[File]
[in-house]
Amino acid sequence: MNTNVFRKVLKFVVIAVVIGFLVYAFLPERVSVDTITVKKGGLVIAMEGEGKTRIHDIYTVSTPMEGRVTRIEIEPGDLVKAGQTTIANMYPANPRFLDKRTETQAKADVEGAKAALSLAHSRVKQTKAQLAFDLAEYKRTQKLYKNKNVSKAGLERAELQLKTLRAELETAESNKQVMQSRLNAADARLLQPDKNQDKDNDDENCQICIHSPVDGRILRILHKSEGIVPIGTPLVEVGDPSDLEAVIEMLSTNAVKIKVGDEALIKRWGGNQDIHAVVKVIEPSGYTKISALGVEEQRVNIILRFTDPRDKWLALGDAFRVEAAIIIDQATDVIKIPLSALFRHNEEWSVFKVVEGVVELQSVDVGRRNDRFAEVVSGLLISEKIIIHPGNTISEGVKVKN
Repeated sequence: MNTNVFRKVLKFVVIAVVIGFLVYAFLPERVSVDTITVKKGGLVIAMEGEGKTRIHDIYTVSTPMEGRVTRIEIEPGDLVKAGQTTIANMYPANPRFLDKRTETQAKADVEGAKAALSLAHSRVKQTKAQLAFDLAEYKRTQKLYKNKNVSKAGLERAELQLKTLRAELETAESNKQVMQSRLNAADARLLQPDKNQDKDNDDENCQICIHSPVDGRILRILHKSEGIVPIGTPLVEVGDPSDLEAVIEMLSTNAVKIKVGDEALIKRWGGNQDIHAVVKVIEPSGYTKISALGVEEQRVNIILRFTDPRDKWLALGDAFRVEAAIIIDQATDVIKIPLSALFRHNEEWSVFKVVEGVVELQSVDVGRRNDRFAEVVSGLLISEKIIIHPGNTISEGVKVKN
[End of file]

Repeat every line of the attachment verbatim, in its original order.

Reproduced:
[in-house]
Amino acid sequence: MNTNVFRKVLKFVVIAVVIGFLVYAFLPERVSVDTITVKKGGLVIAMEGEGKTRIHDIYTVSTPMEGRVTRIEIEPGDLVKAGQTTIANMYPANPRFLDKRTETQAKADVEGAKAALSLAHSRVKQTKAQLAFDLAEYKRTQKLYKNKNVSKAGLERAELQLKTLRAELETAESNKQVMQSRLNAADARLLQPDKNQDKDNDDENCQICIHSPVDGRILRILHKSEGIVPIGTPLVEVGDPSDLEAVIEMLSTNAVKIKVGDEALIKRWGGNQDIHAVVKVIEPSGYTKISALGVEEQRVNIILRFTDPRDKWLALGDAFRVEAAIIIDQATDVIKIPLSALFRHNEEWSVFKVVEGVVELQSVDVGRRNDRFAEVVSGLLISEKIIIHPGNTISEGVKVKN
Repeated sequence: MNTNVFRKVLKFVVIAVVIGFLVYAFLPERVSVDTITVKKGGLVIAMEGEGKTRIHDIYTVSTPMEGRVTRIEIEPGDLVKAGQTTIANMYPANPRFLDKRTETQAKADVEGAKAALSLAHSRVKQTKAQLAFDLAEYKRTQKLYKNKNVSKAGLERAELQLKTLRAELETAESNKQVMQSRLNAADARLLQPDKNQDKDNDDENCQICIHSPVDGRILRILHKSEGIVPIGTPLVEVGDPSDLEAVIEMLSTNAVKIKVGDEALIKRWGGNQDIHAVVKVIEPSGYTKISALGVEEQRVNIILRFTDPRDKWLALGDAFRVEAAIIIDQATDVIKIPLSALFRHNEEWSVFKVVEGVVELQSVDVGRRNDRFAEVVSGLLISEKIIIHPGNTISEGVKVKN